Mr. Ayyangar had said in the Constituent Assembly that Article 370 is labeled a ‘temporary’ provision in order to keep the door open for the day when the state of Jammu and Kashmir would merge with India and fully accept the Constitution of India.
Sub-clause (a) of Clause (1) states that Article 238, which regulated the relationship between the Union and the princely states before the Seventh Amendment repealed it in 1956, shall not apply in relation to Jammu and Kashmir. Sub-clause (b) provides that the Parliament can make laws for the state of Jammu and Kashmir on matters in the Union and the Concurrent Lists (in Schedule Seven of the Constitution of India) only if the President (after consultation with the government of the state) declares that such a subject fits the description of the matters of defence, communication, finance, and external affairs. Sub-clauses (c) and (d) make it clear that at the time the Constitution came into effect, only Article 1 – which defines the components of the Union of India – and Article 370 itself, applied to the state. Other constitutional provisions can only be made applicable to the state with the agreement of the state government.
Therefore, even though Jammu and Kashmir is a constituent state of the Union of India under Schedule 1 of the Constitution of India, it is exempt from many provisions of the Constitution and is even allowed to have a separate constitution. With Union laws – other than those governing the subjects of defence, external affairs, finance, and communications – not applicable to the state without the permission of the government of Jammu and Kashmir, the state’s residents live under a separate set of laws, including those related to citizenship, ownership of property, and fundamental rights. The provisions of Article 370 and the other exceptions in the Constitution regarding the state have created a unique relationship between the Union government and the state. As MP Jain points out, “the two characteristic features of this special relationship are, (1) the State has much greater measure of autonomy and power than enjoyed by the other States and (2) Centre’s jurisdiction within the State is more limited than what it has with respect to other States.”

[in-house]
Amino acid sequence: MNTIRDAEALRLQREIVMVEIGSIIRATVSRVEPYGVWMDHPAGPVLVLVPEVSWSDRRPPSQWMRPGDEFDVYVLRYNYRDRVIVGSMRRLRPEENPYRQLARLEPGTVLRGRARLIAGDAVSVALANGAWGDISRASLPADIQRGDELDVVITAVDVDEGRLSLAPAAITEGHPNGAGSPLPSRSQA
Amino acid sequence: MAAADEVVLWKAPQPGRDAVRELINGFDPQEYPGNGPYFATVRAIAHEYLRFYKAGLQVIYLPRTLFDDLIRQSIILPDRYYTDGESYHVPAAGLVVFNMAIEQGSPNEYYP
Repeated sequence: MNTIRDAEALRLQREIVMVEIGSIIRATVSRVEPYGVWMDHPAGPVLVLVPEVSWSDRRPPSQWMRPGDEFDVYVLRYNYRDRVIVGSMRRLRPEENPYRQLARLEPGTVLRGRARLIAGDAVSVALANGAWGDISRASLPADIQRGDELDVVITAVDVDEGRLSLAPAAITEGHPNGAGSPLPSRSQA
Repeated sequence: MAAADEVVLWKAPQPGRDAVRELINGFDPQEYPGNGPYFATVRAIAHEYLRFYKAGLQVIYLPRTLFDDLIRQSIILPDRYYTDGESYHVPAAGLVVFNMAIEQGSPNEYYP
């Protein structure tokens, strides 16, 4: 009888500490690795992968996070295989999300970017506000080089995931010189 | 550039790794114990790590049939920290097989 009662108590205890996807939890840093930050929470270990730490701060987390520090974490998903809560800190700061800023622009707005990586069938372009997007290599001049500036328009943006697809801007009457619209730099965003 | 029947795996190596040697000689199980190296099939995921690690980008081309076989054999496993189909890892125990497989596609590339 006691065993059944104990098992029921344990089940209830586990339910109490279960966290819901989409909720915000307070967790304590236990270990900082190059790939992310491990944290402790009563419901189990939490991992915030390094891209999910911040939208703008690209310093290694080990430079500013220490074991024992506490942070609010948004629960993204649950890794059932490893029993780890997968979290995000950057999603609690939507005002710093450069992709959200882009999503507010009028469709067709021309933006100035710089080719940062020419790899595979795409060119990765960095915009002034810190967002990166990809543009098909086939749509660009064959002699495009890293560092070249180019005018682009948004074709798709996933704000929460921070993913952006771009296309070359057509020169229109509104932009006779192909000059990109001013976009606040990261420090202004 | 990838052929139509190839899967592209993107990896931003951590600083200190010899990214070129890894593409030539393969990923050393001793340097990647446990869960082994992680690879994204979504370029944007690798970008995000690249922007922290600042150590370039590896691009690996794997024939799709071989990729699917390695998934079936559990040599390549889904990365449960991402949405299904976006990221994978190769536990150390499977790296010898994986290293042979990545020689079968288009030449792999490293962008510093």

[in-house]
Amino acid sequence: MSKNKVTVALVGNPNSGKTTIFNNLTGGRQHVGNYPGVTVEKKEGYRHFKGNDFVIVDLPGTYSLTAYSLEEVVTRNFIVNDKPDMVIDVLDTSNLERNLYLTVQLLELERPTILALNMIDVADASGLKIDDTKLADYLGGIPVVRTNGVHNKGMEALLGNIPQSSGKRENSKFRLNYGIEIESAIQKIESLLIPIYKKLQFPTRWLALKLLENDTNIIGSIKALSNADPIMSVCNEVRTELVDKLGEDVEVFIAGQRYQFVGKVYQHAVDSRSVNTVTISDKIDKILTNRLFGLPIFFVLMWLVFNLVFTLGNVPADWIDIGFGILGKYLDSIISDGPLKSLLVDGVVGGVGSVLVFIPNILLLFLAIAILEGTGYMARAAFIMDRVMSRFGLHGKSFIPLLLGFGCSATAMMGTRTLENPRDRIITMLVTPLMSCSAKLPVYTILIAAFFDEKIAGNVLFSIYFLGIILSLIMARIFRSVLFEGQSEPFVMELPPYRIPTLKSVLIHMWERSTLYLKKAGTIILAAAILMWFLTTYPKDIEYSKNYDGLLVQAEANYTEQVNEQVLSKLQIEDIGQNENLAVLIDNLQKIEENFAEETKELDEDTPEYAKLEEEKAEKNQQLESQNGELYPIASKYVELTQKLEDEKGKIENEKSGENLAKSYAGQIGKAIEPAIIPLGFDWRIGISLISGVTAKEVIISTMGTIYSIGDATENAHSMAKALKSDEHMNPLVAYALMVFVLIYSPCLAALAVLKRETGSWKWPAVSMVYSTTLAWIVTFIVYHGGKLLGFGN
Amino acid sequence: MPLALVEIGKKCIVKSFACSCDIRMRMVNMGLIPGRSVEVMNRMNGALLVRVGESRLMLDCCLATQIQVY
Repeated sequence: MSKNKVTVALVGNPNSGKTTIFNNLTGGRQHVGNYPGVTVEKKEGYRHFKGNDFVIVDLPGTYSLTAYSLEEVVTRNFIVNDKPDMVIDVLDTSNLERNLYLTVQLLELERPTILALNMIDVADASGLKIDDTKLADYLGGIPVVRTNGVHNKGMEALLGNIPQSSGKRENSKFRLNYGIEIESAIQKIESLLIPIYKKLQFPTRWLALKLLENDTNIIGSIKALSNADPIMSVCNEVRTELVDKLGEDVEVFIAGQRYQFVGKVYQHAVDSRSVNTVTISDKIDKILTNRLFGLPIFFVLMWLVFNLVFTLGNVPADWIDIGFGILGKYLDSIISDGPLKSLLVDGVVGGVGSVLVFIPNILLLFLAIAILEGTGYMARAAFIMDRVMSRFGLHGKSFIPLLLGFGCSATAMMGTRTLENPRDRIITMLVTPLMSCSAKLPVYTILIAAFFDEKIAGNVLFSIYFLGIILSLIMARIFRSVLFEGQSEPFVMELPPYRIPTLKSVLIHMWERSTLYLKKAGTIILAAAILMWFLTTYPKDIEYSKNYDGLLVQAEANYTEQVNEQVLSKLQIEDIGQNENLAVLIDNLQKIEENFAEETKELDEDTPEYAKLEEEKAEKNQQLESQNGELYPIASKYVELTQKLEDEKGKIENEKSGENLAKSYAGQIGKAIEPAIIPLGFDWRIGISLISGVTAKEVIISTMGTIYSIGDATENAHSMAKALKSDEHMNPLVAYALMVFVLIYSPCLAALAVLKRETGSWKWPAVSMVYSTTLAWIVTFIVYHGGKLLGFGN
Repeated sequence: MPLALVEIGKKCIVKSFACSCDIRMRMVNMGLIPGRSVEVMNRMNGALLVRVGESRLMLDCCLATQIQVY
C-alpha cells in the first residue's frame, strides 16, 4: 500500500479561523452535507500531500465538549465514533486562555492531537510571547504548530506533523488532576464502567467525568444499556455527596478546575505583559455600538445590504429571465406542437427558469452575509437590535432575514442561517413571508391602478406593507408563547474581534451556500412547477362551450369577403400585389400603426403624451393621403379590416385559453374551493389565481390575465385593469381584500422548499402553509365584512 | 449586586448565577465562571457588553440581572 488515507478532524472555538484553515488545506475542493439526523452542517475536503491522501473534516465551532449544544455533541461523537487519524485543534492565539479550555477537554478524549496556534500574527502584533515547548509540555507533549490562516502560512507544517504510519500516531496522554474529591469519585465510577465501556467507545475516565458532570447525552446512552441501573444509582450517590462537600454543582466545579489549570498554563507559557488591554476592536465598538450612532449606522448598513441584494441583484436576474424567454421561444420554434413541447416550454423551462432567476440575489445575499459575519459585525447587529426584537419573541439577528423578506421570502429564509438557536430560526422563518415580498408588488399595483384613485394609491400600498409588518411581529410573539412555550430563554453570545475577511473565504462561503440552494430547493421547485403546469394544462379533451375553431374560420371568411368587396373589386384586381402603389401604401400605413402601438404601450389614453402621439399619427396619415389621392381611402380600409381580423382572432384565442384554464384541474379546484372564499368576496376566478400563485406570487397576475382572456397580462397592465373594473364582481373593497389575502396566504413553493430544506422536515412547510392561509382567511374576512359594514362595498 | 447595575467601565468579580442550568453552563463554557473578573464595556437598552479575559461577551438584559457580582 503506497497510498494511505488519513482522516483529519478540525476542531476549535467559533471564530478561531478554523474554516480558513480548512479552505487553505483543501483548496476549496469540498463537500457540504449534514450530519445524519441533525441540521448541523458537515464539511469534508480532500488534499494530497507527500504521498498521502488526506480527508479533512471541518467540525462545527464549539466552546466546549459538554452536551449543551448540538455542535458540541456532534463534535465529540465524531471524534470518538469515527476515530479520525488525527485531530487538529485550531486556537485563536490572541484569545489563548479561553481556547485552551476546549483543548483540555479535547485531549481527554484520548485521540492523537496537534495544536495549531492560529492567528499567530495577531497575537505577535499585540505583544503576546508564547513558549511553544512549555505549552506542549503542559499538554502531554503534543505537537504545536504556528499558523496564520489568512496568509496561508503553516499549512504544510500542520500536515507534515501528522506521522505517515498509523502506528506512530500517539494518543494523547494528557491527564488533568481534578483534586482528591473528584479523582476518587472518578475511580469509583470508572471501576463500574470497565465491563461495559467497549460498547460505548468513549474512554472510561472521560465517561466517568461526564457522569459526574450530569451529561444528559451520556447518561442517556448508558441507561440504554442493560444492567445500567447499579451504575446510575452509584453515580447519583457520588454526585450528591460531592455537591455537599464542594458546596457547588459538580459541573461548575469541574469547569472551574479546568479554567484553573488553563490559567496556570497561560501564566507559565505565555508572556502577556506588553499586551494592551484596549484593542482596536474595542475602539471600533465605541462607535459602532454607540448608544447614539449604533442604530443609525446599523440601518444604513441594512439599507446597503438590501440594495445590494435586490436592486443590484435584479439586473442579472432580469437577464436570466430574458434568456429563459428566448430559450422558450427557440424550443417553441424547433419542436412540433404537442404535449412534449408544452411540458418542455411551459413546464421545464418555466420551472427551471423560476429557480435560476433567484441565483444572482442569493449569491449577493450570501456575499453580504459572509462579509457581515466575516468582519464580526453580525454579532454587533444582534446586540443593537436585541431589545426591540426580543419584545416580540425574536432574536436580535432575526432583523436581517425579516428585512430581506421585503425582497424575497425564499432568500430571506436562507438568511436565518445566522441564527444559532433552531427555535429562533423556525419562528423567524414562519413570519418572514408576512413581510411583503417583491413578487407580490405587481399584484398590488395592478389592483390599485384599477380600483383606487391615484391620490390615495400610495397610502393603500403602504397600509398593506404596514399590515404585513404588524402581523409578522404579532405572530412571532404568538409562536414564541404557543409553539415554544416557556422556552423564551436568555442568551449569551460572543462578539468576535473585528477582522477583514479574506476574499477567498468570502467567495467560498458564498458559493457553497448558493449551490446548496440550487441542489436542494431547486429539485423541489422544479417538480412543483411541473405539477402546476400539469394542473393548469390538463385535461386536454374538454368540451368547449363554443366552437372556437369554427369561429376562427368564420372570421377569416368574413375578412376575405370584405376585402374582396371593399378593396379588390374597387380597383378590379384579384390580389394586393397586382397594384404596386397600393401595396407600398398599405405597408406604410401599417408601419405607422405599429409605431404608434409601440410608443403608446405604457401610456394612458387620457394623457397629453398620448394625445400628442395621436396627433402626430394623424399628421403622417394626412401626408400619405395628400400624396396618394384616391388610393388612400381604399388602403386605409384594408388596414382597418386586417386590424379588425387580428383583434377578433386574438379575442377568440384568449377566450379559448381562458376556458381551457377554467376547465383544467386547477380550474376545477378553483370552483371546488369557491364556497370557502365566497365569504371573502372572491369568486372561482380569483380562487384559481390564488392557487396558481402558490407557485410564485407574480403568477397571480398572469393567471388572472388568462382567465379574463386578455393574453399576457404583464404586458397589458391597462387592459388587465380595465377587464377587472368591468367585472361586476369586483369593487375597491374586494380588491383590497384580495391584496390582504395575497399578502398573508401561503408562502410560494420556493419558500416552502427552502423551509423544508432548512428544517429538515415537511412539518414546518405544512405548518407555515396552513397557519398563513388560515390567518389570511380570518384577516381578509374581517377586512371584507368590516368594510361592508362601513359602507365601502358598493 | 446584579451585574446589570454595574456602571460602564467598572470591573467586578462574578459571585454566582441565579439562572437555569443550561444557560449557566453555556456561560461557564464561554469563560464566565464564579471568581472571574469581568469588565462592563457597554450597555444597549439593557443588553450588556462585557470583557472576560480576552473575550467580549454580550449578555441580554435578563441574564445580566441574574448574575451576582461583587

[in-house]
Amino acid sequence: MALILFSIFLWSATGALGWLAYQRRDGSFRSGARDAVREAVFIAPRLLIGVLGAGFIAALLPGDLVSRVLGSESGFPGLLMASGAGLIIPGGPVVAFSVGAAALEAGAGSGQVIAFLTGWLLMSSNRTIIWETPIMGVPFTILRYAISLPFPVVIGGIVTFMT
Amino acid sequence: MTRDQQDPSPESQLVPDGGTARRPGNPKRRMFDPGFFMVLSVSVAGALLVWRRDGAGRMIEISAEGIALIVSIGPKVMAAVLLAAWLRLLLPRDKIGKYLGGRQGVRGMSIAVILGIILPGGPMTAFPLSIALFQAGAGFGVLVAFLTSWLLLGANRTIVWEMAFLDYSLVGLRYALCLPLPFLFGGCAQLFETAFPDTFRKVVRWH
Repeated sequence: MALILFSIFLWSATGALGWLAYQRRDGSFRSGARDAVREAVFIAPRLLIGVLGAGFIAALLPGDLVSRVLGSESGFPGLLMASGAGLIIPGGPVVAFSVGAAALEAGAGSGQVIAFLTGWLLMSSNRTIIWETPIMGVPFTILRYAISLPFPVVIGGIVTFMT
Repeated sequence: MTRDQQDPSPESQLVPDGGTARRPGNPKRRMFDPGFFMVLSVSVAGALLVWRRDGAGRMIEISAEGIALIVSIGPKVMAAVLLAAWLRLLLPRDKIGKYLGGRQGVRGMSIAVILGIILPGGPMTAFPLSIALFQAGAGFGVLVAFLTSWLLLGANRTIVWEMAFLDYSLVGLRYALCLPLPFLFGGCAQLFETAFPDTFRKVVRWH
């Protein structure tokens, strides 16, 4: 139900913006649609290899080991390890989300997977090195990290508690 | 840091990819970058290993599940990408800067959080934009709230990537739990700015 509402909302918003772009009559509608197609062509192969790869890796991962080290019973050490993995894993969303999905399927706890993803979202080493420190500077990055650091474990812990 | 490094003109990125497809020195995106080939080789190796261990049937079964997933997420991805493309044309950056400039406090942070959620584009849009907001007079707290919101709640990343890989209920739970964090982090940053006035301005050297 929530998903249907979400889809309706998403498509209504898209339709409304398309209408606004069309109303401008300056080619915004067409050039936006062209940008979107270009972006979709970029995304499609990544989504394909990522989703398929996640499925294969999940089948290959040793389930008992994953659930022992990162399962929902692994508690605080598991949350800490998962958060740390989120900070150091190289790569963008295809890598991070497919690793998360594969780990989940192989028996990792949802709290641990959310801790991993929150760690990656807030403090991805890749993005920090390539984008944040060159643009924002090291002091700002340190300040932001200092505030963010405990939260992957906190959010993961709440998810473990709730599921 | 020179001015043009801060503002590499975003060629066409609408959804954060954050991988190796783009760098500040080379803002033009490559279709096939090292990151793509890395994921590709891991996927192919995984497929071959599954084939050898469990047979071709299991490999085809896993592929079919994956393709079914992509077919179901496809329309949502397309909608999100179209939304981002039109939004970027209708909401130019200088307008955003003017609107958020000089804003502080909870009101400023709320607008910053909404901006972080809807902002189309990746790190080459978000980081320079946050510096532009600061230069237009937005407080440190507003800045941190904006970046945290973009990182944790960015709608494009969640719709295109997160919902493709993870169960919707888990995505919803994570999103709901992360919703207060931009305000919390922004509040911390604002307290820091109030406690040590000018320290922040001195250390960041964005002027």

Today, a number of provisions of the Constitution of India stand extended to the state of Jammu and Kashmir. Important amongst these are Article 356, which deals with the imposition of President’s rule in a state and the jurisdictions of the Supreme Court, the Election Commission, and the Comptroller and Auditor General. There is however, a vast area that still remains under the exclusive jurisdiction of the state government. The Indian Penal Code, 1860, the Prevention of Corruption Act, 1988, the Religious Institutions (Prevention of Misuse) Act, 1988, and the Delhi Special Police Establishment Act, 1946 are some crucial Union laws that are not at all applicable to the state. The Protection of Human Rights Act, 1993, the Commissions of Inquiry Act, 1952, the Unlawful Activities (Prevention) Act, 1967, and the Representation of the People Act, 1951 are only partly applicable.
Can Article 370 be amended under the provisions of the Constitution?